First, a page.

Live Data#

The ‘Getting Started’ guide has up until this point demonstrated how HoloViews objects can wrap your data and be given a rich, useful representation. All of the visualizations assumed that the data was already available in memory so that it could be used to construct the appropriate object, and all of the resulting visualizations can be viewed in static HTML pages, no longer requiring Python when users interact with them.

In many important scenarios, the assumption that the data is immediately available in memory does not hold. The data of interest may exist on some remote server, making it unavailable locally until it is fetched. In other situations, the data may exist on the local disk, but be too large to fit into memory. Perhaps the data doesn’t even exist yet: it may be the result of some computation yet to be performed or the outcome of some live process with the corresponding measurement not yet made.

All these scenarios are examples of live data that can be made available to HoloViews using the appropriate Python process. In this section, we will see how HoloViews allows you to build visualizations that can update dynamically to newly available data and that can respond to live user interaction.

A computational process#

Let us start by importing NumPy and HoloViews and loading the Bokeh extension:

import holoviews as hv
from holoviews import opts
import numpy as np

There are many possible examples of live data, including financial data feeds, real-time scientific measurements, and sophisticated numerical simulations. Here we will consider the path traced by two very simple equations:

$$x_{n+1} = \sin(ay_n) + c \cos(ax_n)$$ $$y_{n+1} = \sin(bx_n) + d \cos(by_n)$$

These equations define the ‘Clifford Attractor’ described in the book “Chaos In Wonderland” by Clifford Pickover. Now let’s write a simple Python function to iterate these two equations starting from position (x0,y0):

def clifford_equation(a,b,c,d,x0,y0):
    xn,yn = x0,y0
    coords = [(x0,y0)]
    for i in range(10000):
        x_n1 = np.sin(a*yn) + c*np.cos(a*xn)
        y_n1 = np.sin(b*xn) + d*np.cos(b*yn)
        xn,yn = x_n1,y_n1
    return coords

If we run this function now, we’ll get a list of 10000 tuples, which won’t be very informative. To visualize this data, we can set one suitable visual defaults for the Curve and Points elements we will be using in the rest of the notebook:

    opts.Points(color='red', alpha=0.1, width=400, height=400))

We can now pass the output of our clifford function to the Points element, making it trivial to define a function that when called gives us a visualization:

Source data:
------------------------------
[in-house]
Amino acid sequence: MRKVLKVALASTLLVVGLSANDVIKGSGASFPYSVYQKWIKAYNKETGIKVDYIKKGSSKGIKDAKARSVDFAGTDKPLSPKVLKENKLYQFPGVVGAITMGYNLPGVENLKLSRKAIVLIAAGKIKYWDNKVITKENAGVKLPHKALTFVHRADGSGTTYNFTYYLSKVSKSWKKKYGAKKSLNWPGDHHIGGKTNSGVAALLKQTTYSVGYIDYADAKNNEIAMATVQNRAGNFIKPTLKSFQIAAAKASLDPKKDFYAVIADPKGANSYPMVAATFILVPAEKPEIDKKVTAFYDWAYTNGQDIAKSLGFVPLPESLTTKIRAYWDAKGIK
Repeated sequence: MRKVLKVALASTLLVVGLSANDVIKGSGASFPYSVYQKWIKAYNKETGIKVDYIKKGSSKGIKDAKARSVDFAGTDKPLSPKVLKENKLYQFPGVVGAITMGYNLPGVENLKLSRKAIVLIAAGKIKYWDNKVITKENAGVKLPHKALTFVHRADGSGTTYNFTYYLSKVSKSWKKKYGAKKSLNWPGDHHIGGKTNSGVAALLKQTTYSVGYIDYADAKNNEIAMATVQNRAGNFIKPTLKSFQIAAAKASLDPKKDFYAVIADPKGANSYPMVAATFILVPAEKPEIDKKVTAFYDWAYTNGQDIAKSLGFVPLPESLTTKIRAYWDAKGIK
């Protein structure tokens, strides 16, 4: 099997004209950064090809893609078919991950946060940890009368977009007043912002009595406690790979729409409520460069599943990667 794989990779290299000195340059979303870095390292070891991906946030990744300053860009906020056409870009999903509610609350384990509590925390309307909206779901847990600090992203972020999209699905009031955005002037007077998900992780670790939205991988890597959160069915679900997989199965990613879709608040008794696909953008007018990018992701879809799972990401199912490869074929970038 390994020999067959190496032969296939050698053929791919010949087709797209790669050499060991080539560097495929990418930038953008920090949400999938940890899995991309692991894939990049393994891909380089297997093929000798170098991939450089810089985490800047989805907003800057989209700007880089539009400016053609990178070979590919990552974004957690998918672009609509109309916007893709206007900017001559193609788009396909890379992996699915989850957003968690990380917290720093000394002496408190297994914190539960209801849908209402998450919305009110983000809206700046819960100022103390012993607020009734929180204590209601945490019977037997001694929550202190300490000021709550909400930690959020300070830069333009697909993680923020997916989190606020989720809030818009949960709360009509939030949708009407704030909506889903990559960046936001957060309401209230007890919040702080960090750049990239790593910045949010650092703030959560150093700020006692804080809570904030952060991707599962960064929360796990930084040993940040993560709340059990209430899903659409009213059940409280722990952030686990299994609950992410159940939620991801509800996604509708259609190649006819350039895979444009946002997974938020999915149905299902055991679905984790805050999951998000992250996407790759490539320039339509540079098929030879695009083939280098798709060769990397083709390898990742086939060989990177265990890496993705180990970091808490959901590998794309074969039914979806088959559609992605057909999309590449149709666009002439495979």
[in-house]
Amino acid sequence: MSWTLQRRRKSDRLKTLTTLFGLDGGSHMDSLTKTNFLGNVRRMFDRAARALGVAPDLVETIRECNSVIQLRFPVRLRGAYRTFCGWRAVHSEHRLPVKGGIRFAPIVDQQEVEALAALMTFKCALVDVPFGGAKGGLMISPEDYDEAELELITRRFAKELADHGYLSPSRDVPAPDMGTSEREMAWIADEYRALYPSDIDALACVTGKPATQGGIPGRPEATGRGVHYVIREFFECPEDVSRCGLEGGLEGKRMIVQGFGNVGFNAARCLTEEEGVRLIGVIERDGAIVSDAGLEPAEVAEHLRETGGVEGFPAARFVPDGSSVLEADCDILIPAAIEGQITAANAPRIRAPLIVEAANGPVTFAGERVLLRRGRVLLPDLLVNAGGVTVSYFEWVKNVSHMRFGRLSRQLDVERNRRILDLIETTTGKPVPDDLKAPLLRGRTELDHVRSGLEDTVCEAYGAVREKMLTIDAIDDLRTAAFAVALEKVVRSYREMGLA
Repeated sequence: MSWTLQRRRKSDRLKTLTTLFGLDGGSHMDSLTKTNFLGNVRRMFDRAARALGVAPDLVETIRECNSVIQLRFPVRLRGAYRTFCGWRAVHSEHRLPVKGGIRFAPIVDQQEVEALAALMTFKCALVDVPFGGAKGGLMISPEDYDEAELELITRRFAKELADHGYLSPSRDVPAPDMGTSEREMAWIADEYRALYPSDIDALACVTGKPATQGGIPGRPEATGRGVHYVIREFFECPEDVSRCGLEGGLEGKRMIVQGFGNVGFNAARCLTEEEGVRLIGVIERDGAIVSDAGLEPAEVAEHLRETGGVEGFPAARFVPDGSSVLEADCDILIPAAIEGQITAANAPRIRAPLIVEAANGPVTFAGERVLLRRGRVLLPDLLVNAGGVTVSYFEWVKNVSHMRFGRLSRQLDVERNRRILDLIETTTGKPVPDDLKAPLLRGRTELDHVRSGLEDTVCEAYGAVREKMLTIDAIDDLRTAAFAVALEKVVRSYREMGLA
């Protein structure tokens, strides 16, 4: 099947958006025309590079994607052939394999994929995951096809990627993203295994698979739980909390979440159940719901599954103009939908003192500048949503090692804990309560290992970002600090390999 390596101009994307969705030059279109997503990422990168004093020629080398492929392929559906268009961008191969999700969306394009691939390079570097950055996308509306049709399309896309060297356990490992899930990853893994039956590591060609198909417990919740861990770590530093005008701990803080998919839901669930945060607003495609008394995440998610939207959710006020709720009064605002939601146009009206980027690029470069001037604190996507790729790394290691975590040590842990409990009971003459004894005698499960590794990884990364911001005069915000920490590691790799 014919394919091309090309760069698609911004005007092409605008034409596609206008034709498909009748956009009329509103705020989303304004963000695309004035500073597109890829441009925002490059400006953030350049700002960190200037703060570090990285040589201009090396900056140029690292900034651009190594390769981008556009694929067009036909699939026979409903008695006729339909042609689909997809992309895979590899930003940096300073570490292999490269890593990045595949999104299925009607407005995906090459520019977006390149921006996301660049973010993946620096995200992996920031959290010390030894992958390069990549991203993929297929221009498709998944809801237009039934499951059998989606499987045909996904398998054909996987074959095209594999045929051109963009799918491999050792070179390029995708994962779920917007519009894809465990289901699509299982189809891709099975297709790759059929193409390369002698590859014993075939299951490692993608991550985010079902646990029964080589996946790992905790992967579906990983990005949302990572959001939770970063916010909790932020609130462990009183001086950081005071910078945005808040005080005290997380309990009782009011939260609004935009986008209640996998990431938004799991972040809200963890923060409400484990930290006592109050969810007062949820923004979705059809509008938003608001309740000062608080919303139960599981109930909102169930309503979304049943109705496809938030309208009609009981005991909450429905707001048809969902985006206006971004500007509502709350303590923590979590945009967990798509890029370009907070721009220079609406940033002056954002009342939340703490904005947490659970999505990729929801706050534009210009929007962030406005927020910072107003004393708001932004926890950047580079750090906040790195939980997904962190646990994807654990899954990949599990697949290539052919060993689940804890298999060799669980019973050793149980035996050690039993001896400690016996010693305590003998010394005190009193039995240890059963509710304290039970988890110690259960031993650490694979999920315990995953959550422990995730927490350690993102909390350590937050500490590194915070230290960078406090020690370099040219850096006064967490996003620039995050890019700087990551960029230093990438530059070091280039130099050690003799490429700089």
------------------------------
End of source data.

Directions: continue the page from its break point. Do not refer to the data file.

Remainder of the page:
def clifford_attractor(a,b,c,d):
    return hv.Points(clifford_equation(a,b,c,d,x0=0,y0=0))

We can then view the output for some combination of values for a,b,c,d, starting from the origin:

clifford_attractor(a =-1.5, b=1.5, c=1, d=0.75 )

This HoloViews element gives us a snapshot for the four chosen values, but what we really would like to do is to interact with the four-dimensional parameter space directly, even though that parameter space is too large to compute all possible combinations feasibly.

Live parameter exploration#

To dynamically explore these parameters, we can start by declaring a DynamicMap, passing in our function instead of the dictionary of Image elements we saw in the Introduction. We declare the four arguments of our function as kdims:

clifford = hv.DynamicMap(clifford_attractor, kdims=['a','b','c','d'])
DynamicMap cannot be displayed without explicit indexing as 'a', 'b', 'c', 'd' dimension(s) are unbounded. 
Set dimensions bounds with the DynamicMap redim.range or redim.values methods.
:DynamicMap   [a,b,c,d]

As you can see from the error message, HoloViews does not yet have the information needed to give us a visualization–it has no way to guess any value to use for the ‘a’,’b’,’c’, and ‘d’ dimensions. Since we know what suitable values look like, we can easily specify appropriate ranges using the redim method:

# When run live, this cell's output should match the behavior of the GIF below
clifford.redim.range(a=(-1.5,-1),b=(1.5,2),c=(1,1.2),d=(0.75,0.8), x=(-2,2), y=(-2,2))

These ranges supplied with redim.range are semantic specifications of suitable values for each of the parameters and they are used to define suitable ranges for the interactive sliders above. Note how the HoloViews options system described in the Customization section continues to work with the DynamicMap.

Live interaction#

The live visualizations above are indistinguishable from standard HoloViews visualization, apart from the speed and memory usage. With a live Python server and the Bokeh backend, HoloViews can also be used to build highly customized interactive displays using DynamicMap and the streams system. A HoloViews stream is simply a parameter of a corresponding stream class configured to track some variable, typically reflecting some user interaction. For instance, let’s write a function that accepts an initial x and y value and computes a more complex version of the above plot, showing the x,y starting point as a dot along with a line segment indicating the first step taken from that point when computing the attractor, and some text showing the starting point numerically: